The decision to sell came after Anthony Melchiorre, the hedge-fund manager whose firm controls AMI, became disillusioned with the reporting tactics of the Enquirer and the legal and political pressure that resulted from them, according to people familiar with the deliberations.
The Enquirer is overseen by AMI President and CEO David Pecker, Trump’s confidant dating back many years, whose efforts to tilt the 2016 presidential election have been the subject of news stories for much of Trump’s presidency.
Pecker and his supermarket tabloid have also been embroiled in recent months in an unusually public feud with Amazon founder and CEO Jeff Bezos, who owns The Washington Post.
The sale of AMI’s tabloid business, which includes the National Examiner and the Globe, is expected to reduce AMI’s debt to $355 million, the company said.
AMI faced financial difficulty as it sought to refinance more than $400 million in debt and the Enquirer’s circulation continued to decline. The paper sold an average of 516,000 copies per issue as recently as 2014, but that number fell to 218,000 in December, according to data compiled by the Alliance for Audited Media.
The sale price of $100 million is a stunning figure for a scandal-ridden tabloid. The New York Times Co. sold the Boston Globe for $70 million in 2013. Bezos paid $250 million for The Post that same year.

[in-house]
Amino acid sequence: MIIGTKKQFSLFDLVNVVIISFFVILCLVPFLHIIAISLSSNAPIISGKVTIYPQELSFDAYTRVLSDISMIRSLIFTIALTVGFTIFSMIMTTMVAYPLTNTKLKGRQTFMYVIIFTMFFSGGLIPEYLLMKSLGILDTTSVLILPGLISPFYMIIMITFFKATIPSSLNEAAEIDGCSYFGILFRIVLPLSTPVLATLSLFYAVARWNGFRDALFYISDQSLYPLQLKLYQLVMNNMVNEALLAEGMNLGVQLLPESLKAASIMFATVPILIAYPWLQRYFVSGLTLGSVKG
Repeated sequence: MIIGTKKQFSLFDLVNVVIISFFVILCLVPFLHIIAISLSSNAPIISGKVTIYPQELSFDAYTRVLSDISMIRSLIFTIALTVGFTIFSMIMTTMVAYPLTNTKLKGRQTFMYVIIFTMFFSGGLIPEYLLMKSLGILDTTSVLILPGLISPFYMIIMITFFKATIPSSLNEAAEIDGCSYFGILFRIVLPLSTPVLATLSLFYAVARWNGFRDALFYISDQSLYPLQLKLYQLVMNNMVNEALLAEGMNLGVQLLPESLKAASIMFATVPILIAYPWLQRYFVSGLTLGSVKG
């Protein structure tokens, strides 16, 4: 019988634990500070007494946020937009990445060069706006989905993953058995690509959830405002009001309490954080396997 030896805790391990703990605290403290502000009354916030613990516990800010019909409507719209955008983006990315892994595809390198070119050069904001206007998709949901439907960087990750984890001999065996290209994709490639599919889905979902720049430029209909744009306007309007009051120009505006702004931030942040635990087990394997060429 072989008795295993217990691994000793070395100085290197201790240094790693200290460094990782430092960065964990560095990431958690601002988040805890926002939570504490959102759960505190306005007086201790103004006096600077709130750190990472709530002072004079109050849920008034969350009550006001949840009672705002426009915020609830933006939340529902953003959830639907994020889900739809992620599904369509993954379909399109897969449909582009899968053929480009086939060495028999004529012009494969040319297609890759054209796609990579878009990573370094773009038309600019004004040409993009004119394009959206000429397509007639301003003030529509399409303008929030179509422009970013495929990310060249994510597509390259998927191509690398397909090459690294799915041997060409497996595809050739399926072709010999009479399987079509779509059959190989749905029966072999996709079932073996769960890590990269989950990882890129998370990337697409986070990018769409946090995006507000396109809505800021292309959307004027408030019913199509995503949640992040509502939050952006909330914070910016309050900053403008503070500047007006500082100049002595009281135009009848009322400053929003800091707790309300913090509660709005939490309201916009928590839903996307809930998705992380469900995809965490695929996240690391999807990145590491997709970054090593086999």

The sale to Cohen, whose father founded Hudson News, also includes a service contract under which AMI will provide publishing, financial and distribution assistance to the tabloids included in the purchase. Employees of the publication were told Thursday that they were not moving from their current downtown Manhattan office location, according to people familiar with the discussions.
Dylan Howard, the chief content officer of AMI, will remain at the company, those people said.
In addition to its shaky finances, AMI faced significant legal risk owing to the efforts of Pecker and Howard and their “catch-and-kill” actions during the 2016 presidential campaign.
Pecker and Howard entered into non-prosecution agreements with federal investigators to avoid indictments for their role in buying and then burying the story of a former Playboy model who alleged having an affair with Trump.
In August, just as the two men were finalizing those agreements, the company’s board of directors started looking for ways to unload the tabloid business “because they didn’t want to deal with hassles like this anymore,” said a person familiar with the board’s deliberations.
As part of that agreement, the company admitted to making the hush-money payments to “influence the election.” Also as part of the arrangement, the company said it would not commit any crime for three years. Doing so could result in “prosecution for any federal criminal violation of which this office has knowledge,” according to the agreement.
“The sale of these brands shows their vitality in today’s newsstand marketplace where they continue to generate nearly $30 million in profit annually,” Pecker said in a statement. “James and his team at Hudson have a proven history in publishing and have the market-based knowledge and long-term vision needed to ensure the growth of these brands.”
In announcing the deal, Cohen said he planned to utilize the Enquirer’s archive in documentaries and podcasts.